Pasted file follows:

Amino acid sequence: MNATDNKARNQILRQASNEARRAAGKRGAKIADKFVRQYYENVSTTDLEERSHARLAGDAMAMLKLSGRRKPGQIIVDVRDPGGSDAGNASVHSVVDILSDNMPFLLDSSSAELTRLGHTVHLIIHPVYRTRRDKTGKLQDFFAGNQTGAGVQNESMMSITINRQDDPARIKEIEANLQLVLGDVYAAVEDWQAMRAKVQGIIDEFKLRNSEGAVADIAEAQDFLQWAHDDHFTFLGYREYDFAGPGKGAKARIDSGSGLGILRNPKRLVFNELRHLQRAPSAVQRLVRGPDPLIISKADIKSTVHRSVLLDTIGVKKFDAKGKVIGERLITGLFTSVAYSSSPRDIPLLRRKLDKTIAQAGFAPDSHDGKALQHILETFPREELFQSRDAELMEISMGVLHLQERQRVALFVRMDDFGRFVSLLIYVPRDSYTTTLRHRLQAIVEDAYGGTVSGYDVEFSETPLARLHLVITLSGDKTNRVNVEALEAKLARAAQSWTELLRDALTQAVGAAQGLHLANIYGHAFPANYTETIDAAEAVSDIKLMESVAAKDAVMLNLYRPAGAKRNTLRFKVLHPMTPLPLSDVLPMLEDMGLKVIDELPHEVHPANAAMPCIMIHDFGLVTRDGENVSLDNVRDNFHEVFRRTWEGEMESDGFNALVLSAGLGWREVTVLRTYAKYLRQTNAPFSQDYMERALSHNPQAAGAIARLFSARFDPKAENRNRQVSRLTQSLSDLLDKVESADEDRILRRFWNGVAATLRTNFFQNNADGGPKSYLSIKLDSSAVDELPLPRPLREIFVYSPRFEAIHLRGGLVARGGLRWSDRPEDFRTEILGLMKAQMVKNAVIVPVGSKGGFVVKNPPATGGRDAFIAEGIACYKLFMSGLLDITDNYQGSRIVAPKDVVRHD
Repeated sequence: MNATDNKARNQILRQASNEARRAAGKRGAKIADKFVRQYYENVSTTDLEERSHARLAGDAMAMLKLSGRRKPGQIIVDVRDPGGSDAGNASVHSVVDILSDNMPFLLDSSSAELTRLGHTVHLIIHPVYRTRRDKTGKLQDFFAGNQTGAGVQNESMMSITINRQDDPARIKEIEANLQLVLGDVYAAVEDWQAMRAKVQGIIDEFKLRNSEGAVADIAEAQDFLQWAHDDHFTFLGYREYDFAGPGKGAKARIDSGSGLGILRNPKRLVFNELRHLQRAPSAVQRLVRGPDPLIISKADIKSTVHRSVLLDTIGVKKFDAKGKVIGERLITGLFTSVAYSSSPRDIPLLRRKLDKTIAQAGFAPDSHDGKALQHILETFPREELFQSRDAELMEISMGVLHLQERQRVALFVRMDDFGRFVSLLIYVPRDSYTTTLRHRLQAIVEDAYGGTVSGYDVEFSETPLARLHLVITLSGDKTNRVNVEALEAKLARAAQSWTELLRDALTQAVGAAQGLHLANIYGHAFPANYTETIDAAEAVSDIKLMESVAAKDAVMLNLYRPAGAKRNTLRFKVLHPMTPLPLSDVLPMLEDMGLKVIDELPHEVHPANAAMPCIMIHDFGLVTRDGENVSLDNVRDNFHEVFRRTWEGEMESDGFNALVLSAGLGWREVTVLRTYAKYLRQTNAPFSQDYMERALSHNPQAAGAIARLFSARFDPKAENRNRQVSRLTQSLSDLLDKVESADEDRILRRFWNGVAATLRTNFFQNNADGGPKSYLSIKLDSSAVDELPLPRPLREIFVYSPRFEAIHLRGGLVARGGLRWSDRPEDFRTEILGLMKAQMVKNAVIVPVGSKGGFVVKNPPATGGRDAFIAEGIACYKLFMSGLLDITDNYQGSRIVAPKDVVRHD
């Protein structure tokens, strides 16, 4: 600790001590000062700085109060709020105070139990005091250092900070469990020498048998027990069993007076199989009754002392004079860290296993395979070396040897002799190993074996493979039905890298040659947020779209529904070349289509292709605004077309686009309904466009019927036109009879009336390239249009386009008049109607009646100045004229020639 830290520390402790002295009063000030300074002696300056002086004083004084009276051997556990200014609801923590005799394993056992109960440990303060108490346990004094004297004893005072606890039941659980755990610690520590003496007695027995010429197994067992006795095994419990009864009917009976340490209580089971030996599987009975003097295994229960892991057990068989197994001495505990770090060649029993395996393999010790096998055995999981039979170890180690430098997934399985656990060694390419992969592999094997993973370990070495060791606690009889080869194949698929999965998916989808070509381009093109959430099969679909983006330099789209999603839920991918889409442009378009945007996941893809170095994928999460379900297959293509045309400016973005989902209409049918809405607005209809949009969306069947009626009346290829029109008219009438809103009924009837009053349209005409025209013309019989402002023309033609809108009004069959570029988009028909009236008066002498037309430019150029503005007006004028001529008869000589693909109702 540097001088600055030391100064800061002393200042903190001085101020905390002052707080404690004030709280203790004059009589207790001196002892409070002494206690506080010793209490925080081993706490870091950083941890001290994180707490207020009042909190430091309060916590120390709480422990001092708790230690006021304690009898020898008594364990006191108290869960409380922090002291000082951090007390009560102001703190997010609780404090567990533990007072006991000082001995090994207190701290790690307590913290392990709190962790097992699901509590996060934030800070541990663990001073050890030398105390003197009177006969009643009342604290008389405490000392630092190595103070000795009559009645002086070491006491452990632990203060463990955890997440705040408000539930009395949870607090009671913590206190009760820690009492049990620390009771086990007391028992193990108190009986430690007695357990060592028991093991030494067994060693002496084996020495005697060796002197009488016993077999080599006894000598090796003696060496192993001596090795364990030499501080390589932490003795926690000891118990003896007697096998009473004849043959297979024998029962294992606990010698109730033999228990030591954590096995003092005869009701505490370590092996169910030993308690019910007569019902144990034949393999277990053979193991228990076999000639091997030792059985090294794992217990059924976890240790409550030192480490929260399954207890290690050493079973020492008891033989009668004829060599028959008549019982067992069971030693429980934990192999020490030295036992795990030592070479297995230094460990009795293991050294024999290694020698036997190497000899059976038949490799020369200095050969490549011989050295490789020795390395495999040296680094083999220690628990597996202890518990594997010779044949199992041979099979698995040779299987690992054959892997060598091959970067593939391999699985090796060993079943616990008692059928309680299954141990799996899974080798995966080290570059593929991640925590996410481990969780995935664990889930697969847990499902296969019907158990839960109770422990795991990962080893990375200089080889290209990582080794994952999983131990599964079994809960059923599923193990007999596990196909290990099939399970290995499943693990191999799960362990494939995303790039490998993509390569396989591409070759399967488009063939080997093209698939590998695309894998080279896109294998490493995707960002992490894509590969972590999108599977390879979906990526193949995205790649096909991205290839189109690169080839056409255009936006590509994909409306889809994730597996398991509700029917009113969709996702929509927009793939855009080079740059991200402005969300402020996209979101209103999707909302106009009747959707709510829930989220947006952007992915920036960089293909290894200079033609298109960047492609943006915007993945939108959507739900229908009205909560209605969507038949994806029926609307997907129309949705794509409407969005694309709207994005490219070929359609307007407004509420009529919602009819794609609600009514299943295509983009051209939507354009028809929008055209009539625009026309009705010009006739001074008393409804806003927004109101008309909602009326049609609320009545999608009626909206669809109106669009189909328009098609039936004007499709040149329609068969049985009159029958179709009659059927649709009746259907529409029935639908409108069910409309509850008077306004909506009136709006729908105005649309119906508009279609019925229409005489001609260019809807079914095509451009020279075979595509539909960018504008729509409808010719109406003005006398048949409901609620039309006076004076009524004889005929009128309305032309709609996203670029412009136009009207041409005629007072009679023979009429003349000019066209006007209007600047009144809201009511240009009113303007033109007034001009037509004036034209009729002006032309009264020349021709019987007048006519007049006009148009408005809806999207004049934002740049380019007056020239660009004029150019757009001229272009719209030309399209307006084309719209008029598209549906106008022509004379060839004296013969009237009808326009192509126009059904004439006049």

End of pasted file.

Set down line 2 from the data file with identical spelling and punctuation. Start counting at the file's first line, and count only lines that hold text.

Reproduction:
Repeated sequence: MNATDNKARNQILRQASNEARRAAGKRGAKIADKFVRQYYENVSTTDLEERSHARLAGDAMAMLKLSGRRKPGQIIVDVRDPGGSDAGNASVHSVVDILSDNMPFLLDSSSAELTRLGHTVHLIIHPVYRTRRDKTGKLQDFFAGNQTGAGVQNESMMSITINRQDDPARIKEIEANLQLVLGDVYAAVEDWQAMRAKVQGIIDEFKLRNSEGAVADIAEAQDFLQWAHDDHFTFLGYREYDFAGPGKGAKARIDSGSGLGILRNPKRLVFNELRHLQRAPSAVQRLVRGPDPLIISKADIKSTVHRSVLLDTIGVKKFDAKGKVIGERLITGLFTSVAYSSSPRDIPLLRRKLDKTIAQAGFAPDSHDGKALQHILETFPREELFQSRDAELMEISMGVLHLQERQRVALFVRMDDFGRFVSLLIYVPRDSYTTTLRHRLQAIVEDAYGGTVSGYDVEFSETPLARLHLVITLSGDKTNRVNVEALEAKLARAAQSWTELLRDALTQAVGAAQGLHLANIYGHAFPANYTETIDAAEAVSDIKLMESVAAKDAVMLNLYRPAGAKRNTLRFKVLHPMTPLPLSDVLPMLEDMGLKVIDELPHEVHPANAAMPCIMIHDFGLVTRDGENVSLDNVRDNFHEVFRRTWEGEMESDGFNALVLSAGLGWREVTVLRTYAKYLRQTNAPFSQDYMERALSHNPQAAGAIARLFSARFDPKAENRNRQVSRLTQSLSDLLDKVESADEDRILRRFWNGVAATLRTNFFQNNADGGPKSYLSIKLDSSAVDELPLPRPLREIFVYSPRFEAIHLRGGLVARGGLRWSDRPEDFRTEILGLMKAQMVKNAVIVPVGSKGGFVVKNPPATGGRDAFIAEGIACYKLFMSGLLDITDNYQGSRIVAPKDVVRHD